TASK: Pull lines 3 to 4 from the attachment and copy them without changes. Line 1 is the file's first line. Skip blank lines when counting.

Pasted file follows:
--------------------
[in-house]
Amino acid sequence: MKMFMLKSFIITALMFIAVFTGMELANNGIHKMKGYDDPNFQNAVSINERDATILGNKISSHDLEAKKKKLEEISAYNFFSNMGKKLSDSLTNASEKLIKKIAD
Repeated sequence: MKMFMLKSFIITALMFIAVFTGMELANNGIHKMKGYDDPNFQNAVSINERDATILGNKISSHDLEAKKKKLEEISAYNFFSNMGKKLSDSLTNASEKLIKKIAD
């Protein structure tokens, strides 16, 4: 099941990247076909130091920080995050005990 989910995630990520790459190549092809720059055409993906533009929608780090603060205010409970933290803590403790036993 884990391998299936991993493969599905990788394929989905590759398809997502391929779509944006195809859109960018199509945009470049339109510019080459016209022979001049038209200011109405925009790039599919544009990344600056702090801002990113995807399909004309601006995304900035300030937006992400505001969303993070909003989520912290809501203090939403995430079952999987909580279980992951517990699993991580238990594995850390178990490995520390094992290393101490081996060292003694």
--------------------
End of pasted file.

Repeated sequence: MKMFMLKSFIITALMFIAVFTGMELANNGIHKMKGYDDPNFQNAVSINERDATILGNKISSHDLEAKKKKLEEISAYNFFSNMGKKLSDSLTNASEKLIKKIAD
């Protein structure tokens, strides 16, 4: 099941990247076909130091920080995050005990 989910995630990520790459190549092809720059055409993906533009929608780090603060205010409970933290803590403790036993 884990391998299936991993493969599905990788394929989905590759398809997502391929779509944006195809859109960018199509945009470049339109510019080459016209022979001049038209200011109405925009790039599919544009990344600056702090801002990113995807399909004309601006995304900035300030937006992400505001969303993070909003989520912290809501203090939403995430079952999987909580279980992951517990699993991580238990594995850390178990490995520390094992290393101490081996060292003694």